Friday, 24 April 2020

An English Haunting (2020) - Horror Film Review

An English Haunting is a Gothic horror that was written and directed by Charlie Steeds (The House of Violent Desire, Winterskin). Initially I didn't think this was going to be much good, in fact I would almost say I was bored for the first thirty minutes, however this really picked up in the subsequent two acts and while it did become predictable at times I still thought it had some really strong moments.

In the 1960's Blake (David Lenik - Robert Reborn, Winterskin) and his alcoholic mother, Margot (Tessa Wood - Ghostware) are forced to relocate to the countryside mansion of Margot's bedridden father Aubrey (Barrington De La Roche - Winterskin, The House of Violent Desire) in order to look after him. Margot is bitter at having to be there as she never had a good relationship with her father, Blake is more compassionate though as he has fond memories of spending time with Aubrey when he was a child. He begins to experience odd happenings at the mansion, such as spotting a strange woman outside the house, while inside he witnesses doors and chairs moving of their own accord, and begins to have recurring nightmares about a heavily deformed figure. Eventually Margot too begins to witness these strange goings on and they come to believe there is more to Aubrey's illness than meets the eye.

I wouldn't have guessed from the dull opening how much An English Haunting would improve. Initially I wasn't impressed, I found the acting style to be a bit dramatic and over the top, and the sights of things moving on their own felt so generic and typical. However the Gothic atmosphere really got built up, a lot of this feeling was created with how the plot came to be told, while the cinematography I noticed stayed strong throughout. This is a house that is full of secrets, hidden objects and bricked up rooms. The exploration of just what happened in the past is revealed in a video game fashion by audio diaries Blake discovers. These were narrated by Aubrey and were quite fascinating in what they were saying. It made a difference to the usual type of flashback sequence you might expect. At times, with the story that was being told this felt like an indie version of Hereditary.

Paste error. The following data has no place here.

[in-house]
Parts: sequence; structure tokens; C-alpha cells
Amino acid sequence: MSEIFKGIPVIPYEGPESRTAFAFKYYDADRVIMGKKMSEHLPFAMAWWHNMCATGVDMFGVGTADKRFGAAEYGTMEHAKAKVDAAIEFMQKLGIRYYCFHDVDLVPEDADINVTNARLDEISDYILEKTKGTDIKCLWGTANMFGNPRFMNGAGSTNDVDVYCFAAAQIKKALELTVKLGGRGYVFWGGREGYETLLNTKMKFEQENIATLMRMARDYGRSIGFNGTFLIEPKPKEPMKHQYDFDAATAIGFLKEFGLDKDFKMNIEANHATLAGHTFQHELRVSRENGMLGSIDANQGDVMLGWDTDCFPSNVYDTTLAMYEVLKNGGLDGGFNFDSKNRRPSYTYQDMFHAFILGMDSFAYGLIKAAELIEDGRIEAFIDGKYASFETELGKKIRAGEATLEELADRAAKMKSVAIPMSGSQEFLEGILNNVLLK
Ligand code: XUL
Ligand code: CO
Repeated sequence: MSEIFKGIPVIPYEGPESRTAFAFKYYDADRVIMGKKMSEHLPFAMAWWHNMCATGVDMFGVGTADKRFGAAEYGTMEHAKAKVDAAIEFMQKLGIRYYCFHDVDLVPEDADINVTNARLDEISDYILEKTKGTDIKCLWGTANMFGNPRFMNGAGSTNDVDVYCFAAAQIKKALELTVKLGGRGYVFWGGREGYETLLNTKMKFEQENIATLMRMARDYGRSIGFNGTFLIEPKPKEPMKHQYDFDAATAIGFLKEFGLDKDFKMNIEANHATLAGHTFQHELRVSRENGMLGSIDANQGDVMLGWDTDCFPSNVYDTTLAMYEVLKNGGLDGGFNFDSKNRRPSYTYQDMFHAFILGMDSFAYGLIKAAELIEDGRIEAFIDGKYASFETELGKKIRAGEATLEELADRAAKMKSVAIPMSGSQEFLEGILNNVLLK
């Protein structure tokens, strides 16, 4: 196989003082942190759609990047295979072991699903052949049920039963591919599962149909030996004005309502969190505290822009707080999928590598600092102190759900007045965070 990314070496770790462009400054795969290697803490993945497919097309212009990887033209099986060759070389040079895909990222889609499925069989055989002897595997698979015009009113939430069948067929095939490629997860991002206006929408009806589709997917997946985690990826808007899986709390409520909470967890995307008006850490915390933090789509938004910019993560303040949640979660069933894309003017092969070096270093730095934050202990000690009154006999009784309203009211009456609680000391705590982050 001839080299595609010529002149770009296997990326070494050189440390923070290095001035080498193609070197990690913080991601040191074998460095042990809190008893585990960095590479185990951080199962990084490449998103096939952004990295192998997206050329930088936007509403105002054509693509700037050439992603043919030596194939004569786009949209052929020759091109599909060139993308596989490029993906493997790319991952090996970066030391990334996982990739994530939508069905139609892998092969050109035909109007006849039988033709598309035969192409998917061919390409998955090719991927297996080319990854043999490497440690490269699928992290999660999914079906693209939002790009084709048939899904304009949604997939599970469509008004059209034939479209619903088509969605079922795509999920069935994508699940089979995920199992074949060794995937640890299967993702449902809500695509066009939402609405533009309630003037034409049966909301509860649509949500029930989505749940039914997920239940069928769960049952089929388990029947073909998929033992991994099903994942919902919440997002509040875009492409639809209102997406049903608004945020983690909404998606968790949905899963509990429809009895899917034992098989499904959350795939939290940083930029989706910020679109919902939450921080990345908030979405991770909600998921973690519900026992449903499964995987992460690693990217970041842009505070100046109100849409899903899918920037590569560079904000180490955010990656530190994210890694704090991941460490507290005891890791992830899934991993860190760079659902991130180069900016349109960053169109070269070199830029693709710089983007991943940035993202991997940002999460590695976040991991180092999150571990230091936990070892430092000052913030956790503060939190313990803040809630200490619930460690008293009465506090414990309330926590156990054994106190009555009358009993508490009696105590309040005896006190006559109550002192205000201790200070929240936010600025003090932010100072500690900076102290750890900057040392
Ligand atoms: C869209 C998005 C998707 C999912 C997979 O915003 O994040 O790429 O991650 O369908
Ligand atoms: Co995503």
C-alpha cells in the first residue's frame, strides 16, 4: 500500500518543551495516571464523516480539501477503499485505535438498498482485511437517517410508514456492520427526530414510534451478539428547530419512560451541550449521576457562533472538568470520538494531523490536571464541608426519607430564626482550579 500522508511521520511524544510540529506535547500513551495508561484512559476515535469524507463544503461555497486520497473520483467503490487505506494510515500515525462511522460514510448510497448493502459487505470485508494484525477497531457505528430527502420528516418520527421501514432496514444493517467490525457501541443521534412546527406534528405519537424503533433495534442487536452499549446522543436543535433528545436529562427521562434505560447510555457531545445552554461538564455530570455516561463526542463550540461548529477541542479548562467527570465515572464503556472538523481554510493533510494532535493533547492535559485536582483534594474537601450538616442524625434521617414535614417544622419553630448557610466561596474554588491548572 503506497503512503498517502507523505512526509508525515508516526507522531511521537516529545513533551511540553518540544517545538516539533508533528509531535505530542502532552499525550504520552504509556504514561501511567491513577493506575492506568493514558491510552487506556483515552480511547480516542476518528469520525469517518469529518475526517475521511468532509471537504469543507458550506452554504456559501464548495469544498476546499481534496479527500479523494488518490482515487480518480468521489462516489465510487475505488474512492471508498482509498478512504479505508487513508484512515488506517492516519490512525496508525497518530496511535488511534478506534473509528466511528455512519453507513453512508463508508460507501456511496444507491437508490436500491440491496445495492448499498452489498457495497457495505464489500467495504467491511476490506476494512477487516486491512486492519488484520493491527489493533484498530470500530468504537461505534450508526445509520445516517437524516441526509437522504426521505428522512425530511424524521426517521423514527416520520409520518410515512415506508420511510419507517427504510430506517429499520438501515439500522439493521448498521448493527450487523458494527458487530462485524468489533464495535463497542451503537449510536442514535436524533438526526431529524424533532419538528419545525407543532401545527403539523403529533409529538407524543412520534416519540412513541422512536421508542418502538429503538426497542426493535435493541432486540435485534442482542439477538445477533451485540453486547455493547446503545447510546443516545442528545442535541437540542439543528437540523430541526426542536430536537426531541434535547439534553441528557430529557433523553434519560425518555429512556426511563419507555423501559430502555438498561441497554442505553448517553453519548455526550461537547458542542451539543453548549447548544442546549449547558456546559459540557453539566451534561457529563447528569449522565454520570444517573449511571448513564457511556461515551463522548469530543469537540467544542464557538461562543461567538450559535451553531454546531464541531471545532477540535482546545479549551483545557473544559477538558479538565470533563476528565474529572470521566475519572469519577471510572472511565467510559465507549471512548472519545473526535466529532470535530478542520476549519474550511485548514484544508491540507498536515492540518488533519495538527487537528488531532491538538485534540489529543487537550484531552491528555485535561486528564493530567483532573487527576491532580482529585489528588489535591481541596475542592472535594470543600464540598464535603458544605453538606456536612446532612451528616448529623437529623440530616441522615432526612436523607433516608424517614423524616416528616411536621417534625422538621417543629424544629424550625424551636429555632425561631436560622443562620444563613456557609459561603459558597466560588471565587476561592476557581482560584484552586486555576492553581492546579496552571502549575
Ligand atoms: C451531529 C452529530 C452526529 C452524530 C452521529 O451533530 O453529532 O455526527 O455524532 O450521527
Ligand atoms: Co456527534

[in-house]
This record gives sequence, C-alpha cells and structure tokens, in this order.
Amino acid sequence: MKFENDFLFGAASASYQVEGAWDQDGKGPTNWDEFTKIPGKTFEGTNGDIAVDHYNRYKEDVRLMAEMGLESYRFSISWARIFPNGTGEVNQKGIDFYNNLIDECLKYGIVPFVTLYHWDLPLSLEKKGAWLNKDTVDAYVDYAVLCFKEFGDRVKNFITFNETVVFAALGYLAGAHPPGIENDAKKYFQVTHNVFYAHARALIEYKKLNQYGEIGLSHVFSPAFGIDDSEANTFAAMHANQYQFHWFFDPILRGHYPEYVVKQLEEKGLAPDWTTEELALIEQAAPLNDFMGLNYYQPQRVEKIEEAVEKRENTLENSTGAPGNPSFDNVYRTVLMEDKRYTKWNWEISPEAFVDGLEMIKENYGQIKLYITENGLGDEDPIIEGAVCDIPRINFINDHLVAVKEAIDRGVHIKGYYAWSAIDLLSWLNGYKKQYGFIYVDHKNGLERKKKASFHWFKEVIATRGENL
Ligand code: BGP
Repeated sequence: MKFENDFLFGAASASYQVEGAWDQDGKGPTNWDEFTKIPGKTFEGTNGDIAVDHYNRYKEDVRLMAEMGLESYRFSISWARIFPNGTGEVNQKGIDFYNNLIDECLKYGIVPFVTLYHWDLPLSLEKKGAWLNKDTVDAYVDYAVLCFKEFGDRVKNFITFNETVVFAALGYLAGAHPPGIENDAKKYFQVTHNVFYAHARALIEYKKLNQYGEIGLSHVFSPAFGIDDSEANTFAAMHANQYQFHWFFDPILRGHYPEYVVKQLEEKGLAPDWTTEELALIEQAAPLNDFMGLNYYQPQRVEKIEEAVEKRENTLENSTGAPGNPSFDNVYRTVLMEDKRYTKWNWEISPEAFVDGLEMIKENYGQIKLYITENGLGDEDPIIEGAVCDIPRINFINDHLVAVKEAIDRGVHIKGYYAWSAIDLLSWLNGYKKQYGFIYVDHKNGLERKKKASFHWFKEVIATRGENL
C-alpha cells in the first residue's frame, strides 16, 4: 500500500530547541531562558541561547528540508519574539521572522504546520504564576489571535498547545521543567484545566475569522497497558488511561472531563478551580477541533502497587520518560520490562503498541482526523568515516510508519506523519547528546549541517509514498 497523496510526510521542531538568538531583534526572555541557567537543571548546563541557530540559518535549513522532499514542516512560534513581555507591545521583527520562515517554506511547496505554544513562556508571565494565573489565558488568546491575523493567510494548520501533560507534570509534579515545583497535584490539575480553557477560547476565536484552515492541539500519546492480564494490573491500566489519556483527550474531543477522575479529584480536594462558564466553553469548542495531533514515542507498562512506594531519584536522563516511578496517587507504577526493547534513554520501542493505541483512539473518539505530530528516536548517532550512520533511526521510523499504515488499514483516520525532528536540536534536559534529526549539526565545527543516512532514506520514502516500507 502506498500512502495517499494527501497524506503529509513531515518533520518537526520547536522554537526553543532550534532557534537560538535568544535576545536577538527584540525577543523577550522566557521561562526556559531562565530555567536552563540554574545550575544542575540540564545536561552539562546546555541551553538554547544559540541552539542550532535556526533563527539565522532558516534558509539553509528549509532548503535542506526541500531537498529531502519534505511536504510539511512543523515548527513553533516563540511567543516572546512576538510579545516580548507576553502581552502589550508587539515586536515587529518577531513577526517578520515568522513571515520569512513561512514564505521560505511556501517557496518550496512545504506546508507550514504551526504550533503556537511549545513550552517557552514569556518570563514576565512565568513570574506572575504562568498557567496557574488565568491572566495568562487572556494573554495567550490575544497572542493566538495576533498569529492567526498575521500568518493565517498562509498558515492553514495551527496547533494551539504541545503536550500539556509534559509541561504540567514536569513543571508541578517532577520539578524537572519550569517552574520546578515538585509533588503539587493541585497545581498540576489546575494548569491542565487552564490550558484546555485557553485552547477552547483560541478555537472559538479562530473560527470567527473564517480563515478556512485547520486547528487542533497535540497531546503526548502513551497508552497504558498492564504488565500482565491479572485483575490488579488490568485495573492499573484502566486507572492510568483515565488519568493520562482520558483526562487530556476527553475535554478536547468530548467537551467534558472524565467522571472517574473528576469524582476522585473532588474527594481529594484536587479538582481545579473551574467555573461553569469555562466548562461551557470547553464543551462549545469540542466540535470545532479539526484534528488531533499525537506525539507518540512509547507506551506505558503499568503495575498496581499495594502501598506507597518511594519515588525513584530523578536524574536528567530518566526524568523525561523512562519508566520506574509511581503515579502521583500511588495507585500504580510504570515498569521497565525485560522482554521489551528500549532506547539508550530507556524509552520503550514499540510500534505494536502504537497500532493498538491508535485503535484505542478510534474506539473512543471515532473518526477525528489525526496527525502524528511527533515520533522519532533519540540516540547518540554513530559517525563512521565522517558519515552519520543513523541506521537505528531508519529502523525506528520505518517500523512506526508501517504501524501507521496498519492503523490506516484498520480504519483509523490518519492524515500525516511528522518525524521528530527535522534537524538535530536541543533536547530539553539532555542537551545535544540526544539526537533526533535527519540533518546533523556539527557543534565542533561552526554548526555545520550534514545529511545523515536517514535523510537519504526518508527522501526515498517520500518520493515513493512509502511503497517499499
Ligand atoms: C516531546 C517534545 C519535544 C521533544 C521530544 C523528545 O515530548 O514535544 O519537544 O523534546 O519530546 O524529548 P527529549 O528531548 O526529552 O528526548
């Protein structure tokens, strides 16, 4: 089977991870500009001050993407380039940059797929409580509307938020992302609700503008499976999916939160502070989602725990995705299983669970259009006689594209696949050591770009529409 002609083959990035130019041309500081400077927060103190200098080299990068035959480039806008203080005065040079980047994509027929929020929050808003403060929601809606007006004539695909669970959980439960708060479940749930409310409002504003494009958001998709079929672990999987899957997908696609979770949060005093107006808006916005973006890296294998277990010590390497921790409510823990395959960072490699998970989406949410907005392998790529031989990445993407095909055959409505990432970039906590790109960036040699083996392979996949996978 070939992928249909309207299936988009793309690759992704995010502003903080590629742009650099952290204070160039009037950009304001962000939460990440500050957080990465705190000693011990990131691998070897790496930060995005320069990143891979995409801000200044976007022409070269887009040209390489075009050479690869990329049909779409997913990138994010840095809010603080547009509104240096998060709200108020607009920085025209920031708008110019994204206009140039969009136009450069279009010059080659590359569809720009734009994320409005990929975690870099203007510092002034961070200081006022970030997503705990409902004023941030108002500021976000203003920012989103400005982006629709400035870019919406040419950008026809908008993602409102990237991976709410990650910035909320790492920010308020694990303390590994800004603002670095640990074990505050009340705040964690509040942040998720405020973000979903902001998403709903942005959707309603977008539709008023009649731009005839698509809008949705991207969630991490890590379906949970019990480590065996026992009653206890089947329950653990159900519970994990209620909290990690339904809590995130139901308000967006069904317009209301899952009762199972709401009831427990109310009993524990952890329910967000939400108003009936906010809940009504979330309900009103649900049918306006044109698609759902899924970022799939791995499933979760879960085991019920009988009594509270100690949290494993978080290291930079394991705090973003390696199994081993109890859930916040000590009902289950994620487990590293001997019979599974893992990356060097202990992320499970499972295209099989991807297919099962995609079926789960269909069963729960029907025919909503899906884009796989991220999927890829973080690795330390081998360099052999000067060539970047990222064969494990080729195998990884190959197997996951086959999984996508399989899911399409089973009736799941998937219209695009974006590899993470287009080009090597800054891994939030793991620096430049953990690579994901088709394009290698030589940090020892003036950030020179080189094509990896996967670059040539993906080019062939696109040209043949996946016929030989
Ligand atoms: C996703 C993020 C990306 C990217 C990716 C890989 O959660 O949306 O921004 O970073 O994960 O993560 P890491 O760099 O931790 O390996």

By the movies title you might expect this was something paranormal in nature, and it does have the trappings of a classic ghost story. There are also elements of demonic possession, I always love that type of horror. Another element that shines here are the nightmare sequences that Blake has. These take place outside in daylight, and with characters silently mouthing their lines as the music plays over. There was a mild arthouse style of disparate images edited together that brought to mind the excellent videotape part of The Ring films. As the movie goes from act to act the horror gets more pronounced, the horror more urgent and apparent. There are plenty of twists and turns along the way, some parts of which were great, and some, like the ending were good, but they were also very predictable.

Special effects are kept to a minimum, as is the blood shown here. The prosthetics and makeup for the deformed being I could never decide if I liked them or not. In certain lights it looked effective, at other times it looked a bit artificial. The acting never really shone for me, but at least with Lenik and Wood it was adequate, my favourite was Aubrey, in particular how De La Roche said his lines. To be fair to the actors it is sometimes the script which is a bit hammy and unrealistic, the character of Margot in particular had some really corny lines. The horror ramps up from mild to kind of unsettling, the use of light and shadows impressed at times and there are some shots used that reminded me of 70's Hammer Horror films, in a good way I mean.

Stick past the first half hour of this movie and things improve drastically. Some of the acting may be a bit suspect but there is a decent story being told, even if it is one I have seen told before in a few different ways over the years. An English Haunting is due for release on 27th April thanks to High Fliers Films.


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